A study in the Journal of the Academy of Nutrition and Dietetics reveals the relationship between convenience store locations (where predominantly unhealthy foods are sold) and the body weight of 3- to 15-year-old children.

Researchers looked at the location of store(s) within a mile of where families lived (and had been residing for 24 months). When there was one additional convenience store in an area, children had an 11.7% increased risk of having a higher body mass index. On the other hand, there was a 37.3% lower risk of being in a higher zBMI range for children whose homes were located within close proximity to a small grocery store selling an assortment of healthy food items.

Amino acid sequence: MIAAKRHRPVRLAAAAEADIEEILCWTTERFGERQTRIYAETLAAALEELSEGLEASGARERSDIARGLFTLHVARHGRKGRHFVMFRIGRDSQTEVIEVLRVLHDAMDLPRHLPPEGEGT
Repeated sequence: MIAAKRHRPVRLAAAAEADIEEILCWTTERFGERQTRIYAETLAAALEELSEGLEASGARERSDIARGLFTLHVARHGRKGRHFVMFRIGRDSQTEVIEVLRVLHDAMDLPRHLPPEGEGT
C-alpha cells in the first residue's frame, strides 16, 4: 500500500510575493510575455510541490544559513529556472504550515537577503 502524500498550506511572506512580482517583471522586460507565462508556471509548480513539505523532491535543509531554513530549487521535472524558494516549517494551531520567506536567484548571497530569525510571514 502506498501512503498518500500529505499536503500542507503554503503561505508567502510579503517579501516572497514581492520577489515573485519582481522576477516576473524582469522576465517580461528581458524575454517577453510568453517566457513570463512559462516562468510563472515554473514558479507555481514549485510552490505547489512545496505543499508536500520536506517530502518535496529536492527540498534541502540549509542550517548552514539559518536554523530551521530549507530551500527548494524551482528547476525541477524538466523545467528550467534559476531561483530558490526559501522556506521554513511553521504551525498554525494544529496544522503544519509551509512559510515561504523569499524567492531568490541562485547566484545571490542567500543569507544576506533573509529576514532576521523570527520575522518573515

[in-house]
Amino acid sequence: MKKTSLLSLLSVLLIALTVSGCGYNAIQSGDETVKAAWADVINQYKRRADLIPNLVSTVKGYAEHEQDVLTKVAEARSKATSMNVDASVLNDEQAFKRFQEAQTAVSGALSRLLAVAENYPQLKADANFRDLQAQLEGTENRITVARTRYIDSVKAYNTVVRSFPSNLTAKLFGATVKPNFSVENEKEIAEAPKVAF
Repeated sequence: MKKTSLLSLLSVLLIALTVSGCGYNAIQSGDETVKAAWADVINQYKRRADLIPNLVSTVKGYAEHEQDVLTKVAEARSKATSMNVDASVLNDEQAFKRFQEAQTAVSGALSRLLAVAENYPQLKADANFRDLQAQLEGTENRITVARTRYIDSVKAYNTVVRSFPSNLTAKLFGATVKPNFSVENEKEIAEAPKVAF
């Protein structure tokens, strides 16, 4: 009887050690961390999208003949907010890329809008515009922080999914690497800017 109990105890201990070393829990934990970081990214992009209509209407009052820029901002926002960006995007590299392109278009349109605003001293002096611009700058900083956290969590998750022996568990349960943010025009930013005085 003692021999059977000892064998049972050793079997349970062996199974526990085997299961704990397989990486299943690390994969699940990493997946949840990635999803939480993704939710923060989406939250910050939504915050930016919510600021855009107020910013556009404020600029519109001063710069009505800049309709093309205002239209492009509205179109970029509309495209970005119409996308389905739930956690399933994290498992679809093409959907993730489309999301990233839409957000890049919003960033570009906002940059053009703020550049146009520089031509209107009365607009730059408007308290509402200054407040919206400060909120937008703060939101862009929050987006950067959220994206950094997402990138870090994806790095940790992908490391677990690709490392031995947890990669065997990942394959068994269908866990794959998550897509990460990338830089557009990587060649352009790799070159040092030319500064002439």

No consistent patterns were found for changes in exposure to supermarkets, restaurants or pharmacies.

Childhood obesity has a multifaceted etiology, and changes in the community food environment is one thing that can affect weight status over time. In this case, increasing the healthfulness of food offered at convenience stores in dense urban areas to levels similar to what’s found in small grocery stores may have the potential to improve weight status in younger generations.

See also: ZIP Code Trumps Genetic Code in Determining Health